DARLINGTON Football Club was thrown a potential lifeline last night when its landlords offered to invest in the cash-strapped club.

Philip Scott and Graham Sizer’s £50,000 offer is conditional on Darlington FC Supporters Trust matching it by investing the money that was raised by fans and townspeople when the club was in administration in 2003.

The businessmen, whose company Darlington Arena Limited owns The Northern Echo Arena, will also enter talks with the local council’s senior officers today over relaxing the planning constraints on the stadium site.

Quakers caretaker manager Craig Liddle is also due to take part in the discussion in a bid to stop the final whistle being blown on the club’s 128 years history.

With the future hanging by a thread, more than 1,000 fans headed to Barrow on Saturday to see what was feared could be the Quakers’ final game.

The players travelled on a coach paid for by The Northern Echo, and shared £8,000 that has been raised by fans.

Many players have not been paid for more than a month.

They used tape on their shirts to cover sponsors Lakeside, a company owned by former chairman Raj Singh.

They were defeated 3-0.

Mr Singh placed the club in administration last Tuesday.

It requires a cash injection of about £80,000 a month to keep it running, and the administrator has warned that this week may be the last.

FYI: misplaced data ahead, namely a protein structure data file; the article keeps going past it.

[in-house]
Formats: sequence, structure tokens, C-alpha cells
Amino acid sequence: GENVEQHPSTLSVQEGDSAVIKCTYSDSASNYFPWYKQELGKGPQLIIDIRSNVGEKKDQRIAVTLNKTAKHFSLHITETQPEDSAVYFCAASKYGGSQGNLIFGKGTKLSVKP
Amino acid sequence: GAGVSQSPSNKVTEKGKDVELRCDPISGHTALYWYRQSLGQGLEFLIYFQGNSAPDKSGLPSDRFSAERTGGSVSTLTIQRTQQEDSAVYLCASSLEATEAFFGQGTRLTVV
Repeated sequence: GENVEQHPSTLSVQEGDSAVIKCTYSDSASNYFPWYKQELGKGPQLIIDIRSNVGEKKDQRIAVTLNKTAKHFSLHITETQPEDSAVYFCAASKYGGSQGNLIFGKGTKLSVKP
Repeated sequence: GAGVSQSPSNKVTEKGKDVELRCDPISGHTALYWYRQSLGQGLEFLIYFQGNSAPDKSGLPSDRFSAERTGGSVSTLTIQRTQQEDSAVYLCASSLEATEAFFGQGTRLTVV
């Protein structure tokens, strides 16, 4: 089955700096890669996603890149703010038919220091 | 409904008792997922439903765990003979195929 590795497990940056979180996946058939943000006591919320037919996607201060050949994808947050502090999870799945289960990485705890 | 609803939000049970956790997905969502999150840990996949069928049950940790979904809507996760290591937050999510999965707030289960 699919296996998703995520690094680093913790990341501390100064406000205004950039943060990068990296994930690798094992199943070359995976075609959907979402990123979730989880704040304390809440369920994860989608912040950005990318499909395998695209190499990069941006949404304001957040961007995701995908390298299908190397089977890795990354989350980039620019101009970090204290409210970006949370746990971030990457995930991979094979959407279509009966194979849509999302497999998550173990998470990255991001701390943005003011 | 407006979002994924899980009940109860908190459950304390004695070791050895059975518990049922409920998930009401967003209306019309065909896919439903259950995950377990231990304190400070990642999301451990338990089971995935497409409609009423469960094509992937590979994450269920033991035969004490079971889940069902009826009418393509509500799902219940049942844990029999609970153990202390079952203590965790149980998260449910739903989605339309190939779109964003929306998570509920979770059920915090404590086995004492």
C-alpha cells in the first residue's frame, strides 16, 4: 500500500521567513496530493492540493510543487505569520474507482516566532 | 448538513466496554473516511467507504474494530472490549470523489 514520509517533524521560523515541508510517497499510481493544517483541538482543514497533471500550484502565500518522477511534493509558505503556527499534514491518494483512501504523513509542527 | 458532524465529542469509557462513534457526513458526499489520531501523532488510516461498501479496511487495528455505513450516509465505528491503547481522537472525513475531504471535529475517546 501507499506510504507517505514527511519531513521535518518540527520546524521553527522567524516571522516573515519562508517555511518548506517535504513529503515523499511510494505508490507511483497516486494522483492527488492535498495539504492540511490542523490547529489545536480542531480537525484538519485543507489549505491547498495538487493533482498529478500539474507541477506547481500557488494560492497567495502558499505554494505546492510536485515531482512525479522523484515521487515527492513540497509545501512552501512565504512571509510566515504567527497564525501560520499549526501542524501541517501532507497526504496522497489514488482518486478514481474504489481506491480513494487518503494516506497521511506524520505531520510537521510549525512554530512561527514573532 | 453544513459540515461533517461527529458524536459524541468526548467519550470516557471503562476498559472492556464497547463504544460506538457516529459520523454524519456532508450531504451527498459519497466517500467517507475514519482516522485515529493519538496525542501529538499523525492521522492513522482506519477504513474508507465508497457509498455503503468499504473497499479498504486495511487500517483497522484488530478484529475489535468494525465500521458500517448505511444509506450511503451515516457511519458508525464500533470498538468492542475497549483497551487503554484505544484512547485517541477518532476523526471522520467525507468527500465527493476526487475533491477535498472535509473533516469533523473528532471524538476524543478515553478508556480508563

A spokesman for Mr Scott and Mr Sizer said last night that the pair did not want to be football investors, other than their offer of reduced rent for the Quakers.

But he said: “At this tipping point in the club’s history, Darlington Arena Limited is willing, as a gesture of goodwill to the club, to match up to £50,000 – a sum of money that the Darlington Supporters’ Trust has – to give the administrators more time to save the club, providing an agreement is reached with all the relevant stakeholders.”

The businessmen are owed more than £2m following a loan to previous chairman George Houghton. They hope to relax the covenants on the site, which the council imposed when it sold the land cheaply to another previous chairman, George Reynolds, before he built the 25,000- seater stadium.

Their spokesman added: “They are reviewing all their options. They are looking forward to proper and lengthy discussions with the council.”

Relaxing the covenants might enable the pair to sell or redevelop the stadium. A share of the proceeds would go to the council, and could finance a more viable stadium for the Quakers.

Council leader Bill Dixon said last night that the authority could waive all or part of the covenant on the land – but only if it is in the best interests of the club and town.

He said: “In the long term, the authority can offer a viable future. The covenant was there to stop people making themselves profits. We are looking to relax it, but it has to be for the right scheme and, hopefully, give long-term viability for the football club.”

By offering £50,000, the landlords are effectively buying time for negotiations.

The supporters’ trust banked £50,000 in 2003 at the end of the Reynolds era through events and bucket collections.

In a statement last night, Darlington Supporters’ Trust said it had not been contacted by Mr Scott or Mr Sizer regarding the club.

It added: “We are fully supportive of saving the football club, but we fully believe any plan must include a long-term business plan, not just one that takes us to the end of the current season.

“Until such time that the interested parties contact us directly, we cannot make any further comment.”

The administrator, Harvey Madden, of Yarm firm of accountants Rowlands, says the club will face liquidation on or after January 17 if there is no new investment.